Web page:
SpaceX signs up first private moon traveler

SpaceX signs up first private moon traveler

SpaceX signs up first private moon traveler

But when one of Musk's fans asked him who would be taking part in the mission, the billionaire tweeted out an emoji of the Japanese flag, sparking speculation that a Japanese billionaire was planning to make the flight.

SpaceX is ready to send the world's first private space passenger around the moon.

On Monday, the Elon Musk-owned space transportation company will announce the identity of a person it says will pay for a trip around the moon on a yet-to-be-developed rocket, according to The Los Angeles Times.

It followed that up with a subsequent tweet, writing: "Only 24 humans have been to the Moon in history".

Instead, Musk said, SpaceX would turn its focus to developing the BFR, which he deemed a better option for tourism missions. No one has visited since the last Apollo mission in 1972, said the company.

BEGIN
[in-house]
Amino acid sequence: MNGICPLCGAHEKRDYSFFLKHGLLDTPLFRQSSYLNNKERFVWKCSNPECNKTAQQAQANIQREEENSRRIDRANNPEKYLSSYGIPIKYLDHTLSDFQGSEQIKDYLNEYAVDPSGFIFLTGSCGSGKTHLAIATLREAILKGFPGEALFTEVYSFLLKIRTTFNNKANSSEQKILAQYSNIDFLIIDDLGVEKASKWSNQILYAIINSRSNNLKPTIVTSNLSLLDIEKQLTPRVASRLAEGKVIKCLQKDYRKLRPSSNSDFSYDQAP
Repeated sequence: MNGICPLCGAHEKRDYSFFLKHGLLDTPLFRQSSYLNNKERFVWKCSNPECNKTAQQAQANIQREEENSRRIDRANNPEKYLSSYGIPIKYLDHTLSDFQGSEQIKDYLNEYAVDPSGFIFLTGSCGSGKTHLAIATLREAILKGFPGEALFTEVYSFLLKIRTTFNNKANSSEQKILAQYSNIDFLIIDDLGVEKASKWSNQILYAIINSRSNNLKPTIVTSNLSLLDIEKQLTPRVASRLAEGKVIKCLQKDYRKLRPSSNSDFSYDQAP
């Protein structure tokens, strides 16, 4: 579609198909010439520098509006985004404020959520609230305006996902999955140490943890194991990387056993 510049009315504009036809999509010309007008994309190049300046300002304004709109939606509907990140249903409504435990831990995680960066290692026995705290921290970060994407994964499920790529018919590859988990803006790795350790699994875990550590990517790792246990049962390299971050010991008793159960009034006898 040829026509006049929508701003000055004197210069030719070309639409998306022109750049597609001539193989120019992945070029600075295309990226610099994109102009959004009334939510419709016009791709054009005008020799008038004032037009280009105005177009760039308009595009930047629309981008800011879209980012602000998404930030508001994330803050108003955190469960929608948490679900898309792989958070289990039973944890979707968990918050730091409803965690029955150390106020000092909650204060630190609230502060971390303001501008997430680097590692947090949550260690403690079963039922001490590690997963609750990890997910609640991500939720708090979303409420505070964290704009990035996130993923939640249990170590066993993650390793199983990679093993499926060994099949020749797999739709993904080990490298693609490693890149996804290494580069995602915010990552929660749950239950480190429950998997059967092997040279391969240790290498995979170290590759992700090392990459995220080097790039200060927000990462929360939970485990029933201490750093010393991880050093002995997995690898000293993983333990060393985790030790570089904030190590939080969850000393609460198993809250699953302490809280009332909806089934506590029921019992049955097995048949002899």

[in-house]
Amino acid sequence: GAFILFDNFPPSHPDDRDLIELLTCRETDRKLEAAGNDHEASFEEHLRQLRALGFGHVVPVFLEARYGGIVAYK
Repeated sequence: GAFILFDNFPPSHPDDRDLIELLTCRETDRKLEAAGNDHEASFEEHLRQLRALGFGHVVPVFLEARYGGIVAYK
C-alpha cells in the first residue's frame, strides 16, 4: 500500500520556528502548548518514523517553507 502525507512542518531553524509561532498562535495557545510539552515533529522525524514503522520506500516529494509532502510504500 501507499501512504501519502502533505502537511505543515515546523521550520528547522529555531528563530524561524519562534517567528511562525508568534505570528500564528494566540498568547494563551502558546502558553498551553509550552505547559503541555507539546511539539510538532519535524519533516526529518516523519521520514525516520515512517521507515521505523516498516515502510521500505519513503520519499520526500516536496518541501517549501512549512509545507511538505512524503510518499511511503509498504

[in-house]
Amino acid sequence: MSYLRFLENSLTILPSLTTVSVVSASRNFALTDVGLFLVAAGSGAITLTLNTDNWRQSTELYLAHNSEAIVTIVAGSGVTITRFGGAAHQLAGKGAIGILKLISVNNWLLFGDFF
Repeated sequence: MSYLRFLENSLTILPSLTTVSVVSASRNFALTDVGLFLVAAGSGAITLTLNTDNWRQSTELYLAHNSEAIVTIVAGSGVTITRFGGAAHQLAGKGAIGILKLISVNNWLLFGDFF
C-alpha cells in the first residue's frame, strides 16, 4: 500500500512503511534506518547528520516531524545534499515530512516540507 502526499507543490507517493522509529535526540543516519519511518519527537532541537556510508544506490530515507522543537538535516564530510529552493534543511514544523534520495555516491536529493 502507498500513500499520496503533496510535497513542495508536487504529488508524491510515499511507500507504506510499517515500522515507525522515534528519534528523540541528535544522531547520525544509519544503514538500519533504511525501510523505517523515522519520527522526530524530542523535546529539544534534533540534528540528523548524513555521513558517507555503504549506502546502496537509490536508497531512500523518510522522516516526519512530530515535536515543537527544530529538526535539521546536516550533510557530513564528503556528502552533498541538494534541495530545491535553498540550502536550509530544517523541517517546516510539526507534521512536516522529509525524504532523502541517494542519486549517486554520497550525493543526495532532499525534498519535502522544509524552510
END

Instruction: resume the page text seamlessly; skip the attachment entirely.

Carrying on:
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Details won't be confirmed until the event on Monday, so have fun guessing. "That would be on a Dragon 2 spacecraft and a Falcon Heavy rocket, which is due to do its maiden launch this summer".

The names and identities of those two tourists - and how much they meant to pay - were never revealed.

American astronauts Neil Armstrong and Buzz Aldrin became the first men to explore the lunar surface in 1969, a moment seen and heard around the world when Armstrong declared "one small step for man, one giant leap for mankind". SpaceX has invested almost $1 billion into the 27-engine rocket.

Earlier this year, Musk said the company would be able to focus its investment on the BFR, following the successful launch of the Falcon Heavy. We plan to do that, probably in the fourth quarter of next year (2018).

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